Sandra Kohler’s third collection of poems, Improbable Music, (Word Press) appeared in May, 2011. Earlier collections are The Country of Women (Calyx, 1995) and The Ceremonies of Longing, winner of the 2002 Associated Writing Programs Award Series in Poetry (University of Pittsburgh Press, 2003). Her poems have appeared in journals, including The New Republic, The Beloit Poetry Journal, Prairie Schooner, and many others over the past 40 years. She has taught literature and writing in venues ranging from elementary school to university. A resident of Pennsylvania for most of her adult life, she moved to Boston in 2006.
Will the peony bloom next year? Where shall I put
the mulch? How much seed are the flocking sparrows
eating? I try to take it all in: the sparrows the filtered
light the heavy thrum of air conditioners eruptions
of birdsound cherry tree hydrangeas greens browns
loam speckled, seeded. I set the chrysanthemums
too close together: bursts of white, scarlet, gold. Is
that pot of marguerites about to bloom? The old dog
across the street howls, keens, drags herself down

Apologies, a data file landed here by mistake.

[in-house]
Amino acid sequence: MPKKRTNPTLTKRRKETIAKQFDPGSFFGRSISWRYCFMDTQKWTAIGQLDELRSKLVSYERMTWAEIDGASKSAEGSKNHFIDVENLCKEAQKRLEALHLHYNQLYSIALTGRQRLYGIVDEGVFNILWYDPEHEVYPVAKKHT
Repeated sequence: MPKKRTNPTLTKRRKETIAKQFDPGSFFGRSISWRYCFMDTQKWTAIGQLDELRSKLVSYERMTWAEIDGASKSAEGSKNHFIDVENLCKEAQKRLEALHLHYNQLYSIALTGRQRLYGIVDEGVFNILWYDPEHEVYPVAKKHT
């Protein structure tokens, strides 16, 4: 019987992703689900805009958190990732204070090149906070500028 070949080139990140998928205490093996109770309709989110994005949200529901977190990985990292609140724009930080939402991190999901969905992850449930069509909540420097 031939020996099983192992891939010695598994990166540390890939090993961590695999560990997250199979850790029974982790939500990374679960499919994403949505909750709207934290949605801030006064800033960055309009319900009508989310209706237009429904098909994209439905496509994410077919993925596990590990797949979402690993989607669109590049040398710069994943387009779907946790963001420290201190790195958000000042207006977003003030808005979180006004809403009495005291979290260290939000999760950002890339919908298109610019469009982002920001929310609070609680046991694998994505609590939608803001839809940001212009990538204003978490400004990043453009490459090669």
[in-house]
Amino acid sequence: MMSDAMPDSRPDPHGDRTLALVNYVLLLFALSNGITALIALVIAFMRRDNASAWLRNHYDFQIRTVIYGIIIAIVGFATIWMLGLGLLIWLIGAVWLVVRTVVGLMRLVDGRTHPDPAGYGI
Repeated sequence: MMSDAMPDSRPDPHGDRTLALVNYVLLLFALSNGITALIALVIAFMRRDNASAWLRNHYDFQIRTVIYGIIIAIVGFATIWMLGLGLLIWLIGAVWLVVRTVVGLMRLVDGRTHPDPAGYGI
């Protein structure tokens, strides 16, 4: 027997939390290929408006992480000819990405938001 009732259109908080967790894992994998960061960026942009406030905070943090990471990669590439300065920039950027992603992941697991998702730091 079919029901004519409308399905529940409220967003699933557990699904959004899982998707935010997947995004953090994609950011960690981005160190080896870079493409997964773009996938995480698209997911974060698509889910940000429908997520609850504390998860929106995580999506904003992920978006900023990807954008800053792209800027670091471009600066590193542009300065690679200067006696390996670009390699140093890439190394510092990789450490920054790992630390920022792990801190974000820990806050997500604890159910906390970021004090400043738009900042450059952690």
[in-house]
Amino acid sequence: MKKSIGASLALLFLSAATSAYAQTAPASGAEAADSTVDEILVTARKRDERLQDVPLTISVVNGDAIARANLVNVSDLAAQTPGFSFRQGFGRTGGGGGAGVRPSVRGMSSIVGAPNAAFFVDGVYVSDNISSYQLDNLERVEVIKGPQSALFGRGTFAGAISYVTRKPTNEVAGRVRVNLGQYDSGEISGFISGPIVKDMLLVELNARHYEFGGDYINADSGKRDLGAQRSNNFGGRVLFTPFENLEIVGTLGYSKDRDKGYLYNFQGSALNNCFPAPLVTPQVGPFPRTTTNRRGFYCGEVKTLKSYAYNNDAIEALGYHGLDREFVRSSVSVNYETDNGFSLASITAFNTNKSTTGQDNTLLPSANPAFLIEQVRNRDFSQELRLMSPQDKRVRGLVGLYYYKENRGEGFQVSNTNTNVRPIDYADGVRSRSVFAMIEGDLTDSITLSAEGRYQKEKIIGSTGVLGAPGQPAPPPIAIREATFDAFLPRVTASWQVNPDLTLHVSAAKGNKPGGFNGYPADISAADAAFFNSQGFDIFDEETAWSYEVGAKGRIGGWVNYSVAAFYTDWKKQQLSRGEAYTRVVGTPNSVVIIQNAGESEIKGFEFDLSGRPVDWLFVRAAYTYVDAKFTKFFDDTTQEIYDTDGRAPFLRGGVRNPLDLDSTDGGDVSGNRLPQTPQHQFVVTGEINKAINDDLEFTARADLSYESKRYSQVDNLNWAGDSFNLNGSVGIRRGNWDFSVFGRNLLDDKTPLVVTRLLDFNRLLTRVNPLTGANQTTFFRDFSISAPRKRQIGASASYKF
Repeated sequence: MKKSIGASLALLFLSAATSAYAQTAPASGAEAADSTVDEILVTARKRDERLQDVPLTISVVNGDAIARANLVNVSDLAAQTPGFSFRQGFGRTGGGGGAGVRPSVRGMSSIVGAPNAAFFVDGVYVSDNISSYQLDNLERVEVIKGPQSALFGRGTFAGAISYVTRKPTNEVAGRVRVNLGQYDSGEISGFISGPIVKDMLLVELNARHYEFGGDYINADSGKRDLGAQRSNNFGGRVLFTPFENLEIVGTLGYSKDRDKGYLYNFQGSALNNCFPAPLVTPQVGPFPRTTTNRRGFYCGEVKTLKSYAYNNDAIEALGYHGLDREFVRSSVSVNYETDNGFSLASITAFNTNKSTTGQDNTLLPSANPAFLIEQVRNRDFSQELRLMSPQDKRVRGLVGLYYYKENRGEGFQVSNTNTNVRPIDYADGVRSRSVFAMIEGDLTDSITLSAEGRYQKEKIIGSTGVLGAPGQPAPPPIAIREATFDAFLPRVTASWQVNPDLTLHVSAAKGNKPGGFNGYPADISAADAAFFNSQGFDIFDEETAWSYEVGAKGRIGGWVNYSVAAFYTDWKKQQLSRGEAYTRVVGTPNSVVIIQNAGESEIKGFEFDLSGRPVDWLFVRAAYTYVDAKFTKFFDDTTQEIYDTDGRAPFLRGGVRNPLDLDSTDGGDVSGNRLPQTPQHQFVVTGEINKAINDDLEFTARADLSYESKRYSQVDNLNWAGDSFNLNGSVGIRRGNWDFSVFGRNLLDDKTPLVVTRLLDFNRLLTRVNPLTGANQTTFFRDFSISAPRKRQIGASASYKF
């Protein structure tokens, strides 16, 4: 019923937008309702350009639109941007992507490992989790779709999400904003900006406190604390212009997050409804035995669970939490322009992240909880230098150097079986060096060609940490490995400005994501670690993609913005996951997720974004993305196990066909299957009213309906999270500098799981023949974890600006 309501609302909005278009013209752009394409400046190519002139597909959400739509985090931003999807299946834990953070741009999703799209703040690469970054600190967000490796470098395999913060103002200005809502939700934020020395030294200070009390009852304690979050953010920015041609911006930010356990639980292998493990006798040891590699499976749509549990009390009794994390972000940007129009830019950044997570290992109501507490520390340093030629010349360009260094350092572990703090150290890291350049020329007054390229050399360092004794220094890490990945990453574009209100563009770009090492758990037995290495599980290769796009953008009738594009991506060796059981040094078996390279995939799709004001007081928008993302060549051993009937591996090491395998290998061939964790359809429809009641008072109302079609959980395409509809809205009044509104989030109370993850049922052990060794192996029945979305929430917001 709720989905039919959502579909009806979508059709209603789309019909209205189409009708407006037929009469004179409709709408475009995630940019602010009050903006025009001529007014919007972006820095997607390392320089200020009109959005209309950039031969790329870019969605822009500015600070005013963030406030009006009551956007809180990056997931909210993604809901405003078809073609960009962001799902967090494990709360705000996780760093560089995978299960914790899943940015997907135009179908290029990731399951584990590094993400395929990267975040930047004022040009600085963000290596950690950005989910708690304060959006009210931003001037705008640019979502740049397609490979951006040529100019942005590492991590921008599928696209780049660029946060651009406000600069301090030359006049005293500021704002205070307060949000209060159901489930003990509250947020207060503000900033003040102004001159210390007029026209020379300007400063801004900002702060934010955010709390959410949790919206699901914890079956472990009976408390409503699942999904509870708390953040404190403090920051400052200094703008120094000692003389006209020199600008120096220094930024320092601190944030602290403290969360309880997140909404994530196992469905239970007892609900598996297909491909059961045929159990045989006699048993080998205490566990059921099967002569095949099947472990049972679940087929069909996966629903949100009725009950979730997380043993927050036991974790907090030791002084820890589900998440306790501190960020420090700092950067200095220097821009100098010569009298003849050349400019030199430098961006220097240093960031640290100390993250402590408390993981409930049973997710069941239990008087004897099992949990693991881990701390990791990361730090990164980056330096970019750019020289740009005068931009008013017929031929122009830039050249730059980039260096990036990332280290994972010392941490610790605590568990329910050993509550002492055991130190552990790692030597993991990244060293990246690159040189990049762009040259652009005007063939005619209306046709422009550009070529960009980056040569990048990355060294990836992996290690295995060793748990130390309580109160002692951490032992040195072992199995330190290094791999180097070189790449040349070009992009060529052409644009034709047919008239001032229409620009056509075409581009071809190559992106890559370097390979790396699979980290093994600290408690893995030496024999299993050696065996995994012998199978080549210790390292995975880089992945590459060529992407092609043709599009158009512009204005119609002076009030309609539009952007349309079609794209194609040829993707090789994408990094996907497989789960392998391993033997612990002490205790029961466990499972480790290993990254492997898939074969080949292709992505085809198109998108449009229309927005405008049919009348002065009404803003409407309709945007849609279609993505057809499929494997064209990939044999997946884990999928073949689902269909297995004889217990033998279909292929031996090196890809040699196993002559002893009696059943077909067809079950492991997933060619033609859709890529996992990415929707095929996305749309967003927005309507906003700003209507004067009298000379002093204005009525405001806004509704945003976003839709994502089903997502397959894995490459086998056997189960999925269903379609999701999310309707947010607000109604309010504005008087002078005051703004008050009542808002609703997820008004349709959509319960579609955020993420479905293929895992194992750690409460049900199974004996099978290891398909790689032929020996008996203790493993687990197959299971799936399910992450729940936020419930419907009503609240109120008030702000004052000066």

the porch stairs. My dreams are Balkan, murky, fed
by worry about my husband’s waking in pain each
morning, my sister’s visit, my son’s marriage. Wind
and a scurrying squirrel stir the branches, a small
squall. The breeze is wavering, hesitant, like the light.
Do I project myself into the landscape or find myself
there? There’s no difference. There’s all the difference
in the world. The indeterminate sensing I is bound
in a world it senses, I sense. A movement of my
head scatters forty sparrows, splays them into air.
The day is punctuated by the arrival of messages,
gnomic or clarion. I’m putting my granddaughter
to bed in my dream but drop a cup that wakes her.
Later I find dead mice in her cupboards I have to
scrape away. Morning brings emails: one tells of
a marriage, another hints at surprising revelation,
a third sends photographs of a friend’s new home.
The lovers are old, the woman with surprising news
is frail, ill. There is blight in the world, unexpected
blossomings. My response to all could be to tear
down an old edifice of the heart or to risk a new
connection, a feeler fragile as a spider’s thread.
Where are the markers I need to instruct me
in how to live? Which is the plant whose leafing
out teaches me to begin, what falling blossoms
counsel planting a new crop? Having begun to
love one grandchild, I’ll have to learn to love
a second as well, stretch a muscle I never used
as mother of an only child. Why is the Italian
word for meeting “reunione,” with its suggestion
of something that has happened once before?
Are all our encounters reenactments of what
has already occurred? The new, the fetus, child,
thought. The original recurring always: love.